From the lowly and remote outpost for underground country that is Salt Lake City, amid the spires of Latter Day Saints churches and the shimmering mountains cutting into the sky, you will find two old souls by the name of Ryan Eastlyn and Braxton Brandenburg, known collectively as the Ugly Valley Boys.
It’s a strange place to find purveyors of stripped down country blues played 2-piece style, but listeners to the Ugly Valley Boys span well past Salt Lake’s city limits—they leap international borders. They may be few in numbers, but they Ugly Valley Boys fans count themselves as firm believers in the band due in good part to the outfit’s 2011 record Double Down. The self-recorded, self-released affair emerged during the heyday of underground country, and became a cult favorite far and wide from Ryan Eastlyn’s cavernous and enveloping moan, and his ability to pen melodies and choruses that made the most of it. It was hauntingly familiar in its adherence to the roots, yet groundbreaking in its original application of them. And despite seven solid years of attempting to wear Double Down out, it’s hard to still not return to it as a perfect mood setter for a long road trip or a lonely night.
Seven years is a long time nonetheless, but this is not your normal van-bound touring outfit. One of the cool things about the Ugly Valley Boys is their personal stories, as Saving Country Music highlighted shortly after the release of their first album. Their old school, throwback identity isn’t just skin deep, or isolated to their musical pursuits. Singer and guitar player Ryan Eastlyn works building and repairing neon signs for a living—tying him directly to a lot of the inspiration for many a country song. Upright bass player Braxton Branderburg operates an old school barber shop. It was cool enough these guys were employing themselves in these by-gone pursuits when their first record came out. The fact that both have been able to hold onto those passions and still pursue their passion for music through the years speaks to the dedication they have to their craft, and to themselves.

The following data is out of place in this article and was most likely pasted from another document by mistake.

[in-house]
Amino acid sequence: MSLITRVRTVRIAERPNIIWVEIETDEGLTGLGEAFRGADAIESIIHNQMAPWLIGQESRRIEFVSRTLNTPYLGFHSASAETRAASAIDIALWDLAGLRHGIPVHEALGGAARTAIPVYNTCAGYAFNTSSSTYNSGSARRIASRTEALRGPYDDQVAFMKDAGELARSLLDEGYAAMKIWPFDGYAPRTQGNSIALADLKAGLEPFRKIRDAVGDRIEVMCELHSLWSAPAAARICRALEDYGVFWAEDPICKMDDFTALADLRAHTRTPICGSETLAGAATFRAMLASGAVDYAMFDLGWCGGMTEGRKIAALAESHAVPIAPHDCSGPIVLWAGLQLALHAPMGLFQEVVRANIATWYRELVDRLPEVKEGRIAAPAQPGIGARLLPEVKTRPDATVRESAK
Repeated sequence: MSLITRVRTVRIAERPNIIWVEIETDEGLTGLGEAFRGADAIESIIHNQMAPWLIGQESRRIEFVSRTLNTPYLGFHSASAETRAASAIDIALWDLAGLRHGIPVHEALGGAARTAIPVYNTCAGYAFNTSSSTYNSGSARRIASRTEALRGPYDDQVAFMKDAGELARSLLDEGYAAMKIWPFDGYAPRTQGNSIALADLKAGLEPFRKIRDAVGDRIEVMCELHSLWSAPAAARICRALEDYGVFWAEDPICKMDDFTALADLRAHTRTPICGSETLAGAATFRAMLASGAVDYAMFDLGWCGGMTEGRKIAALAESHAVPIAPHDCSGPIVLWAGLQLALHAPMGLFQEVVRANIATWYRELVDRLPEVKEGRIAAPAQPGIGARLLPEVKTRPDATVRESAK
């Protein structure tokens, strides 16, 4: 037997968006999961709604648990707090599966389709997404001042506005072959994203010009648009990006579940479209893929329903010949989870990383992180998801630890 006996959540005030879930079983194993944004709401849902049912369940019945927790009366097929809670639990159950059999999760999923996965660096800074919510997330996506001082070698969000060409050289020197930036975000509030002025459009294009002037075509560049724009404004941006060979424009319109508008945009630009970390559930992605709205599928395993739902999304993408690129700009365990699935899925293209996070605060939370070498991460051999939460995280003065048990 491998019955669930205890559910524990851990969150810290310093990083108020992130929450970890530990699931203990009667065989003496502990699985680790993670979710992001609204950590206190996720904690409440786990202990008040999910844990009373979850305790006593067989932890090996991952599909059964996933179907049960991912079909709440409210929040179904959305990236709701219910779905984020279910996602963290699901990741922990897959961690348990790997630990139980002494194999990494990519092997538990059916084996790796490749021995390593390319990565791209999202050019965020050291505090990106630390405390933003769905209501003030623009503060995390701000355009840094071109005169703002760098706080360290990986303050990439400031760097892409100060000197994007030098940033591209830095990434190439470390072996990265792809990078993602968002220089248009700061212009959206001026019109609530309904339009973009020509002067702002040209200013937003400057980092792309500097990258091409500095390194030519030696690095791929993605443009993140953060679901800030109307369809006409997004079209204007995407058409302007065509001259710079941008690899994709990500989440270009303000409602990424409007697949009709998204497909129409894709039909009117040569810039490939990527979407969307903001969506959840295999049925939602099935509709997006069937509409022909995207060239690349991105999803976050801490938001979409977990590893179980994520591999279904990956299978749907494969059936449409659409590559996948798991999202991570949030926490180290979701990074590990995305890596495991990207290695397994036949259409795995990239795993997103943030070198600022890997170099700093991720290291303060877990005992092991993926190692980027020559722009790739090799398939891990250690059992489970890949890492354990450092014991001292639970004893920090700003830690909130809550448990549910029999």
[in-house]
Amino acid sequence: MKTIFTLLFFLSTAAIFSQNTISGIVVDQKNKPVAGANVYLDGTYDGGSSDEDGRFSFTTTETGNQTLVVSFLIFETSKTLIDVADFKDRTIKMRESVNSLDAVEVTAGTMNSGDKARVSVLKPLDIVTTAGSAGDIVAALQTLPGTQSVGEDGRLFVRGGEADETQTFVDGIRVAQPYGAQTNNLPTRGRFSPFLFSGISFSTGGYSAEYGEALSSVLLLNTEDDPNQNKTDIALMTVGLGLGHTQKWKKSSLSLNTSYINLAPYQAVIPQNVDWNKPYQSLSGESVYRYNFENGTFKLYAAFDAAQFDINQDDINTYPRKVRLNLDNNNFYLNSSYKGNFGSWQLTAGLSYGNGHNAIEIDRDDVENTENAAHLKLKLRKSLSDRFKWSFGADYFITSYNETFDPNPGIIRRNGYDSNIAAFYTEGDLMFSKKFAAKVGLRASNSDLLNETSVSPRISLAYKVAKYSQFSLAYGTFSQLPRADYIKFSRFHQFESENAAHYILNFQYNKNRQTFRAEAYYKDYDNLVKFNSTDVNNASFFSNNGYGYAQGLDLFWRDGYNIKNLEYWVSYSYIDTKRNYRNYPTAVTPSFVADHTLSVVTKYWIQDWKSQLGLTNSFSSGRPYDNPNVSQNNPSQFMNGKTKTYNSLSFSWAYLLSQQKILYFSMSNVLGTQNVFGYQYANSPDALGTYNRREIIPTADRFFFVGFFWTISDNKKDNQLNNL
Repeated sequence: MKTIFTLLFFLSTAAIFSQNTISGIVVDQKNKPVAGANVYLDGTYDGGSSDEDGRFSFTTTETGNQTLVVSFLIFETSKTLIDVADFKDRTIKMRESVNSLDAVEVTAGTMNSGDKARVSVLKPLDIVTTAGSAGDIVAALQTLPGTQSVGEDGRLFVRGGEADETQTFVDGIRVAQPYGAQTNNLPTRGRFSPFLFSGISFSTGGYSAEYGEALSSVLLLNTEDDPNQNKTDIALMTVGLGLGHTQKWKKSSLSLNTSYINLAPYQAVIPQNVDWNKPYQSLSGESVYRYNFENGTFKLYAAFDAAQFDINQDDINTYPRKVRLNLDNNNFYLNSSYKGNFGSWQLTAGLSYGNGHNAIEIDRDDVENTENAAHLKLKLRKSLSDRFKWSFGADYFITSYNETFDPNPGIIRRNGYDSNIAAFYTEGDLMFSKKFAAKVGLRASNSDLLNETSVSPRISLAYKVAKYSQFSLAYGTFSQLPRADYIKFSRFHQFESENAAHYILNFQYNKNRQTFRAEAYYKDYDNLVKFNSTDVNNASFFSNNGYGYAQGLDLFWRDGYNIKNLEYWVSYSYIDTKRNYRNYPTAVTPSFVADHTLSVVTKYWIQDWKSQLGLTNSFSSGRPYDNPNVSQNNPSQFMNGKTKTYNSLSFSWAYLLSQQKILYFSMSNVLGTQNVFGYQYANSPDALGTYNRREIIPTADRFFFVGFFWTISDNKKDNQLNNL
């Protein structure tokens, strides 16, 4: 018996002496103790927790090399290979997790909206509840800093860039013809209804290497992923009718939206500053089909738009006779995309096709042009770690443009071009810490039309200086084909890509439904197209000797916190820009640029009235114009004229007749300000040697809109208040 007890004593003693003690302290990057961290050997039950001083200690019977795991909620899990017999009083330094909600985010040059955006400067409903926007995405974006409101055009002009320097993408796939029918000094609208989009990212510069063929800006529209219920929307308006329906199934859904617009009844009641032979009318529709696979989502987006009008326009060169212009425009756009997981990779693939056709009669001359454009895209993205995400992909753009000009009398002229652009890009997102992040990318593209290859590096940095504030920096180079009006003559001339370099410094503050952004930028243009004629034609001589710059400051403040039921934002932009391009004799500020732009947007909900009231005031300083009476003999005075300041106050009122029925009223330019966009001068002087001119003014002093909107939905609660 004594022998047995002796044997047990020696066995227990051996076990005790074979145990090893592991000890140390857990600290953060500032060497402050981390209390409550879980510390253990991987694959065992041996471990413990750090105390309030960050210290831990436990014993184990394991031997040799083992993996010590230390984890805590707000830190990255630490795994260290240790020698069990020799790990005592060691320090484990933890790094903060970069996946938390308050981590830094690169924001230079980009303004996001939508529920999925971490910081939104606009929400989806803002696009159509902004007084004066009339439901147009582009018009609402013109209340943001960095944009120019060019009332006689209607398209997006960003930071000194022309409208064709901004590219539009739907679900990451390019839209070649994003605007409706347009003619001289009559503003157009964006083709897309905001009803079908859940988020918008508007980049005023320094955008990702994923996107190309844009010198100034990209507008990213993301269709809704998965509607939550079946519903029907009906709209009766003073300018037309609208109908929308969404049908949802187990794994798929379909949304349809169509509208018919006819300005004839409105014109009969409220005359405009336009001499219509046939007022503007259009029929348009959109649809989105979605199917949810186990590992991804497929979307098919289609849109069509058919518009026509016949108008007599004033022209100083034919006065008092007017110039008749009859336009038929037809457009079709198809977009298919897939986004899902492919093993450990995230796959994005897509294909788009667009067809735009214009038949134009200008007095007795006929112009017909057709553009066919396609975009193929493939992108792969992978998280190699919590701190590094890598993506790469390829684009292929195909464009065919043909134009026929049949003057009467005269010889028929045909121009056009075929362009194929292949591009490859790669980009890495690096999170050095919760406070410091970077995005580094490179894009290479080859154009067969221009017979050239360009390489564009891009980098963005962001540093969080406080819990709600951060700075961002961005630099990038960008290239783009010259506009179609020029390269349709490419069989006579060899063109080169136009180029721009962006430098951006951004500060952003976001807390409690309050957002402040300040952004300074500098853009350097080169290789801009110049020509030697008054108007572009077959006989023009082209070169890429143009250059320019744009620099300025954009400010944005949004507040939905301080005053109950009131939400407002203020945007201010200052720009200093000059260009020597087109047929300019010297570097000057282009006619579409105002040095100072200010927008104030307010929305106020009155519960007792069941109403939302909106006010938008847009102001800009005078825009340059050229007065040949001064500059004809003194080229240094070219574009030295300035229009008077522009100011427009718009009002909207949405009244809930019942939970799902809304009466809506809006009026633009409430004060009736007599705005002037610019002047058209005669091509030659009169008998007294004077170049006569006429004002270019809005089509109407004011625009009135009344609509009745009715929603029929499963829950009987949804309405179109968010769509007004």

Despite promises delivered shortly after the release of the first album that a new project would be on the way shortly, life must have gotten in the way for Ryan and Braxton. But patience has been rewarded with their newest record for 2018, Iron Mine. Molded very much in a similar approach to their debut Double Down, it once again features the finely crafted songs and voice of Ryan Eastlyn that deserve recognition well beyond Utah, and the rhythmic bass work of Braxton Brandenburg that shouldn’t go unnoticed for it’s vital heart to making the Ugly Valley Boys sound work so well.
Iron Mine is a little angrier than the first installment, and spends a little less time reminiscing, and a little more time in the present tense. Perhaps money problems are one of the reasons this record was so long in coming, as evidenced in songs like “Sideshow” about the value of a man’s labor, and “Turn The Screw” about tribulations with the taxman. Eastlyn sings about the financial woes so many of us face, and in a gritty reality that it’s easy to believe comes ripped right out his own experiences.
The billowy and sweet choruses that marked their previous effort are replaced to some extent with a bit more growl and red meat. Though the Ugly Valley Boys do a great job rendering their two-piece concept with what you can expect to hear when they perform live, they will add a guitar solo here and there in the studio, and on Iron Mine, it tends to be slightly less melodic, and more on the attack. But that soulful moan of Eastlyn, and his ear for melody composition is still where the songs and the sound of the Ugly Valley Boys springs from. A bit of steel guitar also enters into the picture in perfect amounts here and there to enhance a song, yet not define it.
The underground of country music is a tumultuous, tempest-tossed environment where just holding on and surviving is a measurement of success. The Ugly Valley Boys had already done their part by turning in a defining record of the underground legacy in Double Down. And though Iron Mine may not better it, few if any will, while it definitely lives up to the expectations the band has set, and serves starving ears that have been waiting seven years for new interpretations of this unique old sound what they’ve been hoping for.
1 1/2 Guns Up (7.5/10)
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